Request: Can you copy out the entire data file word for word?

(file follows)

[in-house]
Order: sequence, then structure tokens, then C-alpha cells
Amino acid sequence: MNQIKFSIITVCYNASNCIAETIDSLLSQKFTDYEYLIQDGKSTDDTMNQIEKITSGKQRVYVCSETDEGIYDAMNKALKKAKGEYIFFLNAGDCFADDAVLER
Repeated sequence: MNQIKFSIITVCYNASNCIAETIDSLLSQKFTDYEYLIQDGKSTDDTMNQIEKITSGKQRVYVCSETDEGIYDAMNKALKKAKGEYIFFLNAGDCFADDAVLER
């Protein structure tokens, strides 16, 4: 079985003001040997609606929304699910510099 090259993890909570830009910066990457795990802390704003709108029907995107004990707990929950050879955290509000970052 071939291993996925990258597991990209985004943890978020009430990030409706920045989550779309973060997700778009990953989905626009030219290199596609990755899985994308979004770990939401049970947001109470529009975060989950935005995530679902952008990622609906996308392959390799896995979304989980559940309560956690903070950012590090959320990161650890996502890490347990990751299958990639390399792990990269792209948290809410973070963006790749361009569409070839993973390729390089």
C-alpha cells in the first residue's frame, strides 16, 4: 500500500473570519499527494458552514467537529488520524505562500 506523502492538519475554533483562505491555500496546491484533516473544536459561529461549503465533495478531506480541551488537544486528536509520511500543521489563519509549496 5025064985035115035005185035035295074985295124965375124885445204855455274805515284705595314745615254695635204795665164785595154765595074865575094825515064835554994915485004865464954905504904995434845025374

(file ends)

[in-house]
Order: sequence, then structure tokens, then C-alpha cells
Amino acid sequence: MNQIKFSIITVCYNASNCIAETIDSLLSQKFTDYEYLIQDGKSTDDTMNQIEKITSGKQRVYVCSETDEGIYDAMNKALKKAKGEYIFFLNAGDCFADDAVLER
Repeated sequence: MNQIKFSIITVCYNASNCIAETIDSLLSQKFTDYEYLIQDGKSTDDTMNQIEKITSGKQRVYVCSETDEGIYDAMNKALKKAKGEYIFFLNAGDCFADDAVLER
């Protein structure tokens, strides 16, 4: 079985003001040997609606929304699910510099 090259993890909570830009910066990457795990802390704003709108029907995107004990707990929950050879955290509000970052 071939291993996925990258597991990209985004943890978020009430990030409706920045989550779309973060997700778009990953989905626009030219290199596609990755899985994308979004770990939401049970947001109470529009975060989950935005995530679902952008990622609906996308392959390799896995979304989980559940309560956690903070950012590090959320990161650890996502890490347990990751299958990639390399792990990269792209948290809410973070963006790749361009569409070839993973390729390089």
C-alpha cells in the first residue's frame, strides 16, 4: 500500500473570519499527494458552514467537529488520524505562500 506523502492538519475554533483562505491555500496546491484533516473544536459561529461549503465533495478531506480541551488537544486528536509520511500543521489563519509549496 5025064985035115035005185035035295074985295124965375124885445204855455274805515284705595314745615254695635204795665164785595154765595074865575094825515064835554994915485004865464954905504904995434845025374